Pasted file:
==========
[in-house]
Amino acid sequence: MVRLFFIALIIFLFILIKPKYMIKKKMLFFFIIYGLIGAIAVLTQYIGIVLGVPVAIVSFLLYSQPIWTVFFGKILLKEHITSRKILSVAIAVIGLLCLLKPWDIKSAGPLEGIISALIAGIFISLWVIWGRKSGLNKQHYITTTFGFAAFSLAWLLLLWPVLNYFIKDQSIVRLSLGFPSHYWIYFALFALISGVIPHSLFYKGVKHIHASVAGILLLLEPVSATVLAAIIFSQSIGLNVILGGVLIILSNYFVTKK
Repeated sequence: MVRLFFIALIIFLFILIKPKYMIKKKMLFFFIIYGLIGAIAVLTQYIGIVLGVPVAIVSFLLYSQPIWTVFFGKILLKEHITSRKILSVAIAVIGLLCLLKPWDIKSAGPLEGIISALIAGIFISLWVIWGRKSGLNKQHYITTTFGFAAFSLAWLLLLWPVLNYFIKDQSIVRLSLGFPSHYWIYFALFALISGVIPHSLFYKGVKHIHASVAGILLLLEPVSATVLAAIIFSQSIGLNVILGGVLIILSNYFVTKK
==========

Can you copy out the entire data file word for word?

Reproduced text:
[in-house]
Amino acid sequence: MVRLFFIALIIFLFILIKPKYMIKKKMLFFFIIYGLIGAIAVLTQYIGIVLGVPVAIVSFLLYSQPIWTVFFGKILLKEHITSRKILSVAIAVIGLLCLLKPWDIKSAGPLEGIISALIAGIFISLWVIWGRKSGLNKQHYITTTFGFAAFSLAWLLLLWPVLNYFIKDQSIVRLSLGFPSHYWIYFALFALISGVIPHSLFYKGVKHIHASVAGILLLLEPVSATVLAAIIFSQSIGLNVILGGVLIILSNYFVTKK
Repeated sequence: MVRLFFIALIIFLFILIKPKYMIKKKMLFFFIIYGLIGAIAVLTQYIGIVLGVPVAIVSFLLYSQPIWTVFFGKILLKEHITSRKILSVAIAVIGLLCLLKPWDIKSAGPLEGIISALIAGIFISLWVIWGRKSGLNKQHYITTTFGFAAFSLAWLLLLWPVLNYFIKDQSIVRLSLGFPSHYWIYFALFALISGVIPHSLFYKGVKHIHASVAGILLLLEPVSATVLAAIIFSQSIGLNVILGGVLIILSNYFVTKK